The Grasby Family

Mr Grasby infront of his charcoal oven

Mr Grasby infront of his charcoal oven

The land containing the present Park was purchased by the Grasby Family from the estate of Billy Pye after his death in 1913.

Joseph Grasby and his wife Beatrice, had four sons, Eric (b 1898 - d 1977), Cecil (b 1898, d ?) Lance (b 1904 - d ?) and Harold (b 1900 - d 1974) and a daughter, Vera (b 1902 - d 1970) who lived all her life in Balhannah, marrying Gus Filsell, who helped start the Balhannah Co-Op. Beatrice was, for a time, President of the Balhannah Methodist Women's Fellowship.

At about the time of World War One a charcoal kiln was operated in a gully on the site. Fallen timber was gathered and cut into lengths of about five feet (1.5 metres) and staked on end on the ground. The stack was set alight, before being covered with leaves and finally earth, so that the fire smouldered away. A hole was left at the bottom of the gully to create a draught. The rate of burning was controlled by airflow through the holes which acted as a damper.

The fire had to be constantly monitored so that it burned slowly, without flaring up. It had to be attended the whole time. Charcoal burning could not be carried out in summer months for fear of starting a bush fire.

When the kiln was opened, the charcoal was sifted through a coarse sieve to separate it from the dirt. It was loaded into bags and then onto trucks for delivery. Care had to be taken that the charcoal was cold enough because of the danger of combustion. It was dangerous to cart.

The charcoal was used locally in each of the blacksmiths' shops in the area. Coking coal was in short supply at the time and charcoal was used as a supplementary fuel for heating blacksmiths' furnaces. Some of it was also used by Charlick's Flour Mills at Mile End. In addition it was used to filter water and cool it, and in hessian cool-safes.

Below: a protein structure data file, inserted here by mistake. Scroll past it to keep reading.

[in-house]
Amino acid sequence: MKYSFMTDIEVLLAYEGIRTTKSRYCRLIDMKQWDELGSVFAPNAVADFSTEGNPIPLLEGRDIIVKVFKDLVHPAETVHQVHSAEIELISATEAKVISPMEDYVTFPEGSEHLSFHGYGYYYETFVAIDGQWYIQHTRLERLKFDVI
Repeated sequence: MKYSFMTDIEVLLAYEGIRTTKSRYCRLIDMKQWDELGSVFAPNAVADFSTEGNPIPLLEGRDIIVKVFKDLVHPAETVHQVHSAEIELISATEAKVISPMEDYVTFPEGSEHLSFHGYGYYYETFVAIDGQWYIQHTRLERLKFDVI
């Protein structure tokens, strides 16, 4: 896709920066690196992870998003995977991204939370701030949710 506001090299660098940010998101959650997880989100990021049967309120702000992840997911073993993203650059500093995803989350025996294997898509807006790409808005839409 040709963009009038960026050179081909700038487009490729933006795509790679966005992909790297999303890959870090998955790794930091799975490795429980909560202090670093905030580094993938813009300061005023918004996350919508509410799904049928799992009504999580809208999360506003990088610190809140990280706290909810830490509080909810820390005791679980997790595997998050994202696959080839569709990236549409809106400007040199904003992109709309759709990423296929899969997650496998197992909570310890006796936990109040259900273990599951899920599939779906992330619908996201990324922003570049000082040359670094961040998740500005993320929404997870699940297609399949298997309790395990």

During the Depression, Mrs Grasby and her husband each year provided a Christmas tree, with a present on it for every child in the area. To raise money for the Fighting Forces Fund in the Second World War, local ladies picked Grasby's daffodils and sold them (see newspaper article "A Day Among Daffodils")

After Joseph's death, his sons, Cecil and Lance, inherited the land, later selling it and leaving the district. Harold left his property to his son Les. Les had two sisters, Gloria Oates and Lorna Schubert (later Lorna Hector). Lorna maintained her links with Balhannah, living in nearby Hahndorf. Sadly, Lorna died on October 8th 1996, followed by Gloria on May 19th 2009, aged 84.

Les, Gloria and Lorna also had a brother, Brian who joined the RAAF during the 2nd World War and made the ultimate sacrifice on 10th May 1944, aged 21. He flew 17 missions for the RAAF 467 Squadron in Lancaster bombers as a wireless operator / gunner.

Brian's letters sent home during his time in England have been kept by the Grasby family descendants, and in them he constantly mentioned how much he looked forward to coming home to the farm and Balhannah. This link is to Brian's burial site in Lille France.

(We hope to be able to bring you extracts from his log book, letters and include pictures of his medals as part of our ongoing commitment to the history of the Park.)

Joseph and Beatrice Grasby are buried at the Bonney Flat cemetery, Balhannah.

Les did not marry. He ran the orchard and kept a beef herd on the property. His great interest was in trees and orchards.

He planted the roadside bordering his land with native shrubs and trees, but his greatest pleasure was maintaining and adding to Billy Pye's plantations. In nursery beds under the trees he propagated Orchids to add to his bush garden. These beds are still evident on one of the walking trails.

Les was a very good footballer and won best and fairest at the Onkaparinga Football club a couple of times. In 1953 he played for the Hills Football Association when they won the Southern Championship and the Lovelock Shield.

When Les died in 1990, his sisters felt that it would be a fitting memorial to Les and their family to hand over their property to the Onkaparinga District Council for the recreation of the community.

Lorna and their families were present when the Park was officially opened in 1994.